- Associated Press - Sunday, May 14, 2017

KANKAKEE, Ill. (AP) - “If there was a place for them to live, they could live on their own,” said Janice Miller, president of the Merchant Street Gallery of Artists with Autism, about the young artists she sees contributing to the gallery. “Many are ready to move out once they financially can do so.”

It was a sentiment shared by many in the April focus group led by representatives from Artspace, a nonprofit which develops and manages real estate geared toward the arts. Participants included leaders at Feed Arts and Cultural Center, local business owners, community theater leaders, representatives from the Community Arts Council, as well a handful of local artists from across mediums.

Artspace also met with financial and civic leaders, as well as holding a public forum, to assess whether Kankakee had potential to be their next project. The two Artspace consultants, as well as local leaders, looked at six potential historic buildings within walking distance of Kankakee’s downtown to develop.

Artspace owns and operates 46 projects in 19 states and Washington, D.C., including four in the greater Chicagoland area. Two more are in development in Chicago.

“Far too often, we see so many of our artists graduate school and get out of here,” said Michael Costanza, president of Feed. “We need more creative minds. With more creative spaces coming around, we’re seeing people coming out of the woodwork. We could continue to see our creative artists stick around.”

Katie Bretzlaff, an art teacher at Bradley-Bourbonnais Community High School, said her students are in favor of the idea. “They were excited that by the time they graduate, there could be a place for them.”

Most are live/work or mixed-use residential units, in which each dwelling has extra space (100 to 200 square feet) that the artist can use as a studio. This minimizes their cost of living, because they aren’t paying two rents for a separate studio. It also relieves the financial burden many feel, because they have to work two or three side jobs.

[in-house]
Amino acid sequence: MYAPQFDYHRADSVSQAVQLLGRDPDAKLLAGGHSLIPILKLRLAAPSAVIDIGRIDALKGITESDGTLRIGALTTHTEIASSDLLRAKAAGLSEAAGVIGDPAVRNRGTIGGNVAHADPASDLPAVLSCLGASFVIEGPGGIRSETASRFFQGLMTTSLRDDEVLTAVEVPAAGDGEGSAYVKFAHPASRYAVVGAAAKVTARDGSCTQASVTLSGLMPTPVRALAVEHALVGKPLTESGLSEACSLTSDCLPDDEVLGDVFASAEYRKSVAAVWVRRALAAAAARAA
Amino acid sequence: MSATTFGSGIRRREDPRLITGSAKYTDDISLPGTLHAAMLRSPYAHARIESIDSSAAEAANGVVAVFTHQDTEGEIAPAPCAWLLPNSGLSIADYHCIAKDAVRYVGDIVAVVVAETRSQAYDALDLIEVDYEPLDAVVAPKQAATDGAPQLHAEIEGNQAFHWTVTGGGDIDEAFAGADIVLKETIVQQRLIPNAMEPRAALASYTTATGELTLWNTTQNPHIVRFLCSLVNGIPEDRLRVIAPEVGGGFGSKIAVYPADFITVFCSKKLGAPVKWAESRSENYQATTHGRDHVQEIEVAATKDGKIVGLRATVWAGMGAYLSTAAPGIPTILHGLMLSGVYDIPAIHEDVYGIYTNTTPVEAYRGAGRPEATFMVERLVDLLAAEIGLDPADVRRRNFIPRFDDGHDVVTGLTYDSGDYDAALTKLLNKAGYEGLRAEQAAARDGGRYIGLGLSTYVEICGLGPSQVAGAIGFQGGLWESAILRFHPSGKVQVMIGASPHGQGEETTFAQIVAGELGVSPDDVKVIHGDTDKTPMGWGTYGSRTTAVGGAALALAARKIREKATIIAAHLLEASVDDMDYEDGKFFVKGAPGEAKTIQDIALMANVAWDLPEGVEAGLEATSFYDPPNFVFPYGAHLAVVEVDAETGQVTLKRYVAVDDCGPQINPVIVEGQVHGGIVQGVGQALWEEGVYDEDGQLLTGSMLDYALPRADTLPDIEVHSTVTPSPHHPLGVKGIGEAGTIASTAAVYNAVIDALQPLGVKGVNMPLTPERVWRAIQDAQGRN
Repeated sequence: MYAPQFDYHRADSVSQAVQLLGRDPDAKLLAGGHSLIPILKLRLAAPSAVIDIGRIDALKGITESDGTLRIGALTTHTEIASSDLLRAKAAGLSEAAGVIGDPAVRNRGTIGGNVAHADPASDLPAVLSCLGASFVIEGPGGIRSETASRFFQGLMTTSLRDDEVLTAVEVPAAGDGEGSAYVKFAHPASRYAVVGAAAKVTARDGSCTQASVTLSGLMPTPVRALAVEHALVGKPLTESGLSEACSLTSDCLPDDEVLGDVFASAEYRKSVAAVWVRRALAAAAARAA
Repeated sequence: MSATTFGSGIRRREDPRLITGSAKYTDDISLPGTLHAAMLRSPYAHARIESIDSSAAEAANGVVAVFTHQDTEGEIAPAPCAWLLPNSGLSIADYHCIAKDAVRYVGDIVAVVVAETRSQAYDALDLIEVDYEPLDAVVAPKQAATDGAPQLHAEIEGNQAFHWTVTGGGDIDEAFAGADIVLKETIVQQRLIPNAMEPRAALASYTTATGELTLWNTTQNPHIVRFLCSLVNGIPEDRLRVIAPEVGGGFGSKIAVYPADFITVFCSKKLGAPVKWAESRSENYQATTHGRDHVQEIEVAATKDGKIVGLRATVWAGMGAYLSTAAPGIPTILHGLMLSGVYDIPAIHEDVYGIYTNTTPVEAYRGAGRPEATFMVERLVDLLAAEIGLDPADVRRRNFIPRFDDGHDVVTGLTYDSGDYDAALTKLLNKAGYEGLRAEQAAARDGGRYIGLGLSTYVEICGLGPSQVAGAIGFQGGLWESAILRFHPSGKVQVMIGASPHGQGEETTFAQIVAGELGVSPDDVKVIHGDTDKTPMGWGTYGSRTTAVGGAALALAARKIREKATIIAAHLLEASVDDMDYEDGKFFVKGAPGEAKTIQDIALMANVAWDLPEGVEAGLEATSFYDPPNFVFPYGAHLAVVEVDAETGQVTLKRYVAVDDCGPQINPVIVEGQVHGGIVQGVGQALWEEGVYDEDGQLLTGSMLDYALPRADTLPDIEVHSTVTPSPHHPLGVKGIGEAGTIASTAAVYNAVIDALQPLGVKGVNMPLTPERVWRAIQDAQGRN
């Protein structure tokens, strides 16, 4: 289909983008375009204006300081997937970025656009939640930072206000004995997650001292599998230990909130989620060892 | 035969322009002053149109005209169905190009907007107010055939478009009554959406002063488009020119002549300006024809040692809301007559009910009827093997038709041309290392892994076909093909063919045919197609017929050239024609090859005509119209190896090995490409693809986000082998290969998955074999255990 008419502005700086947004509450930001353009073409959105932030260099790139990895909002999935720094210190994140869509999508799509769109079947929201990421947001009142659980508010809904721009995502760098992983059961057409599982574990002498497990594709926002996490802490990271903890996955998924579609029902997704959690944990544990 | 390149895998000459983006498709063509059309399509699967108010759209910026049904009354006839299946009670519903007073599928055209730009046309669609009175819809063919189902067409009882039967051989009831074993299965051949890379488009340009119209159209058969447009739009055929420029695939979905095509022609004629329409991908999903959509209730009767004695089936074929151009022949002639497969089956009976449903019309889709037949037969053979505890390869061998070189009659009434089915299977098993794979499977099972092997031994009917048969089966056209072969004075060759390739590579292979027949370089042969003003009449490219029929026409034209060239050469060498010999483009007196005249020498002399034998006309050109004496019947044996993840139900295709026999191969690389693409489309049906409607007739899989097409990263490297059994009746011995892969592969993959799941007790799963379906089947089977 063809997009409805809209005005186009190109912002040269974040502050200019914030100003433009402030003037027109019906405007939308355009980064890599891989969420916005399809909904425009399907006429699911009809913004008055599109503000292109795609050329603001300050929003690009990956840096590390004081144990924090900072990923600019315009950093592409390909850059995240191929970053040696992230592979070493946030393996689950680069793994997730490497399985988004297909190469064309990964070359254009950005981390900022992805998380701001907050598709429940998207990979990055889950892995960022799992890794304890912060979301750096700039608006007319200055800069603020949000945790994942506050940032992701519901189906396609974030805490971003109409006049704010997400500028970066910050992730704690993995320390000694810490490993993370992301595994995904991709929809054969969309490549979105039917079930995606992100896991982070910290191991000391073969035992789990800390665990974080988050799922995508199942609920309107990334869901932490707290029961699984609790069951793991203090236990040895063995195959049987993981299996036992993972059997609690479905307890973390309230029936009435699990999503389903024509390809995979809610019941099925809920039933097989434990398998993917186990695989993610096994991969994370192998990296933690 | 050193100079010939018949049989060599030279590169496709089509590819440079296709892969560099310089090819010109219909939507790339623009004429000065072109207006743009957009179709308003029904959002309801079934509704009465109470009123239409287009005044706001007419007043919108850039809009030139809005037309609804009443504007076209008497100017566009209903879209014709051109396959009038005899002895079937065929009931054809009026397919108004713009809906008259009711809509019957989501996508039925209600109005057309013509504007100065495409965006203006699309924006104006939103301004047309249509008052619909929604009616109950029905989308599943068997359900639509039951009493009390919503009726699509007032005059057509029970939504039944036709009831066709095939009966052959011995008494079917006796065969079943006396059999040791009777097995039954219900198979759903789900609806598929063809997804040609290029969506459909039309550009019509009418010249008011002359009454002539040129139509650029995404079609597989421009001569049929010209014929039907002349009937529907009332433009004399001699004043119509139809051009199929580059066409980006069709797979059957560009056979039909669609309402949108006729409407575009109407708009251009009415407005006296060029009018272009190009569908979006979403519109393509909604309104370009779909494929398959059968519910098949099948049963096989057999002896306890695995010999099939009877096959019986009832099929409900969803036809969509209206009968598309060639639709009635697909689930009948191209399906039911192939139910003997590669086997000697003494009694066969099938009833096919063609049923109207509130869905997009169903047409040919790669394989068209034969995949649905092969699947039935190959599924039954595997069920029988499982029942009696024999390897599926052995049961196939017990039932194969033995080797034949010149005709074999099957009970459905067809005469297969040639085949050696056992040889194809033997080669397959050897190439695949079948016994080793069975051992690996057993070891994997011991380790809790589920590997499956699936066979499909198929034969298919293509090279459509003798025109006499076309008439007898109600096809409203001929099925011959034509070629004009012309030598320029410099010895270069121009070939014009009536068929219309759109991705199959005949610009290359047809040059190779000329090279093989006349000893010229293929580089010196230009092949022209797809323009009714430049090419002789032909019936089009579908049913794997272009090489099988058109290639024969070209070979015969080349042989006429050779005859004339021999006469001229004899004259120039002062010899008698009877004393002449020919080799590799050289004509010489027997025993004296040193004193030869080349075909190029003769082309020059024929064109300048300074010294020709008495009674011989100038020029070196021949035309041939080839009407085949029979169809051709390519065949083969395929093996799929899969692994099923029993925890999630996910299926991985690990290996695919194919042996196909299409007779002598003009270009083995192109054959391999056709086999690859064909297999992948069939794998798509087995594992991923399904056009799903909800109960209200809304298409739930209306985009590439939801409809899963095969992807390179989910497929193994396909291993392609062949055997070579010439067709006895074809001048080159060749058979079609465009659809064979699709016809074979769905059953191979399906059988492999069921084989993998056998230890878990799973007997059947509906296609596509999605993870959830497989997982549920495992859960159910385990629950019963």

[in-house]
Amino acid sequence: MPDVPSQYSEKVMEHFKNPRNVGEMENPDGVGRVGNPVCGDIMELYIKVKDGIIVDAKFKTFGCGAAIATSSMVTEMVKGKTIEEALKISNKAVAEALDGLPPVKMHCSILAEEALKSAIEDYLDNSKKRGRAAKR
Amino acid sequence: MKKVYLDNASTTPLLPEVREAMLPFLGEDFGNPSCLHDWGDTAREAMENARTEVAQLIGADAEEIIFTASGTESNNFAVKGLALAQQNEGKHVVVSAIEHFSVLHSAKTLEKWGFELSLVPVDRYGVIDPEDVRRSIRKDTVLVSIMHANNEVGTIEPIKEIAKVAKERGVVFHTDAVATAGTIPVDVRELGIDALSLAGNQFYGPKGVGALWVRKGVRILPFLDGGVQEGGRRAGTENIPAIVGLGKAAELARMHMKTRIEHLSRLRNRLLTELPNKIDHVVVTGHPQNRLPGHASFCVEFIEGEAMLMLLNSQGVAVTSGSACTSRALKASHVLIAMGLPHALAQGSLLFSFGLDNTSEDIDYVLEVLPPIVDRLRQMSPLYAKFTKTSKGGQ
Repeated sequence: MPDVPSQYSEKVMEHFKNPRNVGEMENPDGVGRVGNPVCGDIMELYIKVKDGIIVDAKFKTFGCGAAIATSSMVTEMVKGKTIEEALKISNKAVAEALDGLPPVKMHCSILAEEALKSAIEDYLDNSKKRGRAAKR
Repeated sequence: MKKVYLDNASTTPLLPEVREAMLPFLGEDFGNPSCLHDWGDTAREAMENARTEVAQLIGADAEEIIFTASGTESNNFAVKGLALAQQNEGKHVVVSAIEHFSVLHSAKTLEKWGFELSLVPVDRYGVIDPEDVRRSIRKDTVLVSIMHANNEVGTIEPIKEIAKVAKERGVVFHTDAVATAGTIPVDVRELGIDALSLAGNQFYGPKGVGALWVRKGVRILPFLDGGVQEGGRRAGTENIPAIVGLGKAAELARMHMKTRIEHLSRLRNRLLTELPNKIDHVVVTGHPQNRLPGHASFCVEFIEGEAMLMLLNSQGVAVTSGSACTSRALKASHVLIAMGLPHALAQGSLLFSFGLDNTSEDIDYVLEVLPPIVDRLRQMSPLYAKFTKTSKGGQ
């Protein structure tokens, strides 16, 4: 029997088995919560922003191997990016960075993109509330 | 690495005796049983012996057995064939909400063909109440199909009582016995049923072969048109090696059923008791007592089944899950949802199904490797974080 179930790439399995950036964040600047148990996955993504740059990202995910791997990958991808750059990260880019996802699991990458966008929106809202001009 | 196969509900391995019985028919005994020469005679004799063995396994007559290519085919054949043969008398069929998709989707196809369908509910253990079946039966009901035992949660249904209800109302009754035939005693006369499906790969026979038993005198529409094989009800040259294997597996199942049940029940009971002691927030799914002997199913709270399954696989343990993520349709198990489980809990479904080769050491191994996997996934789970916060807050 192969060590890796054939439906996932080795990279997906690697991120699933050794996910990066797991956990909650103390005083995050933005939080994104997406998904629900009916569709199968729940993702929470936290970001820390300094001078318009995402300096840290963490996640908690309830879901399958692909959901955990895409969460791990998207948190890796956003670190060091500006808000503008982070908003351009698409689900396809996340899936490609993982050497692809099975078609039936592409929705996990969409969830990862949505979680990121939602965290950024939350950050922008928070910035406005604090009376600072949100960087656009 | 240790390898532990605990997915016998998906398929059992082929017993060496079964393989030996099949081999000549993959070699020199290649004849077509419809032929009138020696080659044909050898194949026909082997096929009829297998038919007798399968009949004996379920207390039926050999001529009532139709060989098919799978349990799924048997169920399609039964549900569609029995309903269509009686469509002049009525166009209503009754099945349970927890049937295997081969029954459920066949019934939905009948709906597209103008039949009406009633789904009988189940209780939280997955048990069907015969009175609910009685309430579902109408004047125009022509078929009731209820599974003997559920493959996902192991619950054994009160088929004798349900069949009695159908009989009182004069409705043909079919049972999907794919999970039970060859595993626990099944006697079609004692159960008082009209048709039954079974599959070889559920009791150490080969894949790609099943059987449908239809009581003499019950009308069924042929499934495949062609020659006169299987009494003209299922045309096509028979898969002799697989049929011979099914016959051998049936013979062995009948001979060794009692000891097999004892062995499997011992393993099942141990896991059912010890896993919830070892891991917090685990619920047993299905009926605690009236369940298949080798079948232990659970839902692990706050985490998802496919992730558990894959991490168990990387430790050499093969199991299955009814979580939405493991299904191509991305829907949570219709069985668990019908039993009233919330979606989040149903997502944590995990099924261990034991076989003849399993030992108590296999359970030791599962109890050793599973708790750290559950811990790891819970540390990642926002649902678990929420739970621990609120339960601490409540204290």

These projects get artists “out from working in the alleys,” said Wendy Holmes, senior vice president of consulting and strategic partnerships for Artspace. “It’s not just about buildings. It’s about a community and the art that makes a community what it is.”

In a study Artspace did of its projects five years ago, it found that over time the artists derived a larger percentage of their income from their art, because they were more visible. These buildings also drove local traffic to these areas, as almost all had an area set aside for the artists to sell their art or hold community classes and events.

Other potential projects include community gathering spaces, areas for art-related businesses, working studios, a makers space (where artists could have memberships and rent space or large equipment) or performance spaces.

Even if Artspace decides not to develop a project here, it is available for consultation on continuing the artist community growing here organically, said Anna Growcott, director of consulting and strategic partnerships.

“Art isn’t for art’s sake,” Growcott said. “It’s aligning with broader goals.”

Some of those broader goals can include creating a more vibrant downtown, retaining young people after they graduate high school or college and maintaining affordability.

The average age of a person living in an Artspace development is 47, and they stay for about seven years. Artspace works in both large cities and small towns, from New York City, to communities of 900 people. These dwellings are designed for families and have a mixture of one to three bedroom apartments. The actual building is done by as many local contractors and architects as possible.

The developments are funded by a mix of public and private funds. A large portion often comes from federal, state or county housing tax credits. To apply, residents would need to qualify for these tax credits, although Holmes said most artists do, since only about 10 percent of artists make 100 percent of their income from their art.

Other funding comes from a variety of sources: Local and regional foundations, historic preservation tax incentives, donations and local philanthropy, grants and mortgages, on which Artspace would be the borrower.

While each project varies, the average is 72 percent of funding derived from public programs, 13 percent from financing and 15 percent from philanthropy.

In the next several months, Artspace will create and write up a report to present back to city leaders. At that time, if it’s deemed a feasible project, Artspace will conduct an online survey of artists in and around Kankakee to ask a few questions: What do artists need here? Would area artists move into this development?

It will then take the answers from the survey, and assess whether it makes financial sense to build an Artspace community here. Developments typically take 4 to 6 years to complete.


Source: The (Kankakee) Daily Journal, https://bit.ly/2pC4p13


Information from: The Daily Journal, https://www.daily-journal.com

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